Before I plunge into investigating the statistical claims made by Kendrick, another guiding existential metaphor: just as the ship in the parable above was battered and pelted by winds and rain, leaving the passengers breathless and not sure what to hold on to, we too are battered by Science. Wall to wall media coverage of the Covid pandemic produces anxiety and then fatigue, and even people with statistical training will find themselves wearied and frustrated by the sheer enormity and endlessness of the graphs, predictions, models and commentaries which constitute the Covid Discourse. In what follows I have stepped gingerly in to the statistical vortex, doing my best to look for the most simple and solid handholds with which to pin down and judge some of the claims made by Kendrick. Some of his comments and claims are worth investigating, whereas some are clearly not – I’ll focus mostly on those which deserve scrutiny.

 

On the question of the origin of the virus, Kendrick states:

 

So, what do I know? I know that COVID19 exists – or I am as certain of this as I can be. Was it a natural mutation from a bat, or was it created in a laboratory? Well, I suppose it doesn’t really matter. It’s here, and there is no chance that any Government, anywhere, would ever admit responsibility for creating the damned thing. So, we will never know. If you asked me to bet, I would say it was created in a lab, then escaped by accident.

 

I’ll leave it up to the reader to judge his guess that it probably came out of a lab ‘by accident’. Notice what he is doing here though – by speculating that it was ‘accidental’, he avoids looking like a conspiracy nut. The sceptical take “Well we have all this information but we just don’t know for sure …” is applied to just about every aspect of the Covid phenomena, and the fact that he is a doctor is referenced several times to give his views more authority and importance. The glib pronouncement about the origins question, ‘Well, I suppose it doesn’t really matter’ is quite incredible, especially for readers of a Marxist blog. Facts like these really do matter for how Covid is interpreted politically!!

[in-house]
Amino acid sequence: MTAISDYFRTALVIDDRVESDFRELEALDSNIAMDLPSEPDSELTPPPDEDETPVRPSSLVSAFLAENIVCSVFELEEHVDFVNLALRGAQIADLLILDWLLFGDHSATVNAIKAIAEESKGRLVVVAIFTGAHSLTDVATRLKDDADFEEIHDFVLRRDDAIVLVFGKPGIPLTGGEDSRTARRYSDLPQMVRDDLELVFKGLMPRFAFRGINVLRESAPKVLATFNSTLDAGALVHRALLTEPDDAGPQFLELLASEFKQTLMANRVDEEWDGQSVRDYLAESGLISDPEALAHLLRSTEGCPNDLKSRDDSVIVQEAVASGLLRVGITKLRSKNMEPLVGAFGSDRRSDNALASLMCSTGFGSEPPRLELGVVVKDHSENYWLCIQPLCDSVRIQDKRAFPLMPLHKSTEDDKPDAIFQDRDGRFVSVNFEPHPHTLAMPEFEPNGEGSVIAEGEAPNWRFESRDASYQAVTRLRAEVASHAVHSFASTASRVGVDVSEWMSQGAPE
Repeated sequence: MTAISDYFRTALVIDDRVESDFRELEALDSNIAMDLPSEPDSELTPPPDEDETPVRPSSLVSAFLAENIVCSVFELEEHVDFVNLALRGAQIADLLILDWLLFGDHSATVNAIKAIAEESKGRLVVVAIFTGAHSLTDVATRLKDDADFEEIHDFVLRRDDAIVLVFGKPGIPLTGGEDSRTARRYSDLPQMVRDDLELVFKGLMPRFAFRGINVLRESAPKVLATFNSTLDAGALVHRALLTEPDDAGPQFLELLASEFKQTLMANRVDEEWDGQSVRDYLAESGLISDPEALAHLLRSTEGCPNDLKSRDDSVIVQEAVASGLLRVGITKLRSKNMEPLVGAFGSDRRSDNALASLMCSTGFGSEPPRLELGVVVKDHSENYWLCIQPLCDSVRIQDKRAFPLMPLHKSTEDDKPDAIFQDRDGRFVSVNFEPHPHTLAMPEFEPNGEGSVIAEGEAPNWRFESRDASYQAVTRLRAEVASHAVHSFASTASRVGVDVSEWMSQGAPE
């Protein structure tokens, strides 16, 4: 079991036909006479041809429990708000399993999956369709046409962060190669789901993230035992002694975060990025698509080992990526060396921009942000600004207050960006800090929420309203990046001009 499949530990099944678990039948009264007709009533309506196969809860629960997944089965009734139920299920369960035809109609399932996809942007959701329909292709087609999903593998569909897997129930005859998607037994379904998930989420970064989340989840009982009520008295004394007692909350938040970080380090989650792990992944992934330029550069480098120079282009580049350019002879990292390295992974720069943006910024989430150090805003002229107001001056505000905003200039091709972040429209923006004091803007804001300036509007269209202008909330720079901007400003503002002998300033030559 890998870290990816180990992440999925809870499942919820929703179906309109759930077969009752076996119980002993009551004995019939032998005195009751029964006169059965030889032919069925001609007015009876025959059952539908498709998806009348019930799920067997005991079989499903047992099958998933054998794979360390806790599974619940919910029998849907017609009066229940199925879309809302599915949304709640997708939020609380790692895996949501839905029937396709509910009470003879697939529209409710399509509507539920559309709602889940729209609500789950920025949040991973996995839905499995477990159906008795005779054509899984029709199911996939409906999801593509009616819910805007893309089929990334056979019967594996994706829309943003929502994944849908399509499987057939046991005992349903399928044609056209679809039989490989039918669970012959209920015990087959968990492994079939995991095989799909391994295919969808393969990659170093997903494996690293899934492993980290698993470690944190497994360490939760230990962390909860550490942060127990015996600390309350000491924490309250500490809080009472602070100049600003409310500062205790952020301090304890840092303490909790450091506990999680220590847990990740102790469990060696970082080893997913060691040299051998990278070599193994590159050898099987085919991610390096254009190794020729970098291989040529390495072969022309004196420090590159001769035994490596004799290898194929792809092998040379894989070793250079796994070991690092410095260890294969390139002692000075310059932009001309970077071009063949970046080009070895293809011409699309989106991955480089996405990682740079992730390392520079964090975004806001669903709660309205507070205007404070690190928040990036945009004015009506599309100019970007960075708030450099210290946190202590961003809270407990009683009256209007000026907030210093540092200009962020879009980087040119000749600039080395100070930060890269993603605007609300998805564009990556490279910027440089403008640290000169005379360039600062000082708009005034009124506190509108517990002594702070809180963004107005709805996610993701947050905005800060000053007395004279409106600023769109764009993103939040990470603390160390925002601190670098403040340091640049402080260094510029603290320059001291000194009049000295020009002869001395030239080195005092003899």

Anyway, moving on: Kendrick goes on to claim that because people who supposedly die of Covid often have many co-morbidities, and because determining exact cause of death is not an exact science, it is likely that Covid 19 death statistics are overreported:

 

There are so many cases where – even if the COVID19 test was accurate – COVID19 would have had nothing whatsoever to do with the death. Another thing known, or at least we probably know, is that the vast majority of people who die had many other things wrong with them.

 

One way of testing this claim is to compare reported Covid deaths with excess mortality statistics from 2020. Kendrick himself goes on at great length about the importance and robustness of excess mortality data: given that there is doubt and uncertainty about the integrity of worldwide Covid death data (which could in theory be either over-reported or under-reported), comparing total 2020 deaths with average figures from previous years and looking at the difference gives us a more comprehensive and ‘solid’ view of the impact of Covid 19. Of course there are a host of interpretative issues which complicate the ‘solidity’ of the excess mortality statistic: population size and demographics, whether the population has changed drastically over the past five years (usually the way they work out a baseline) and the question of whether there are significant numbers of deaths resulting from other causes. But if we look at a comparison of reported Covid deaths with excess mortality figures for a whole lot of different countries, many of these issues are (indirectly) addressed and we can see a clear pattern. Here is a screenshot from a recent article in the Economist, which uses the same EuroMOMO data set referred to by Kendrick: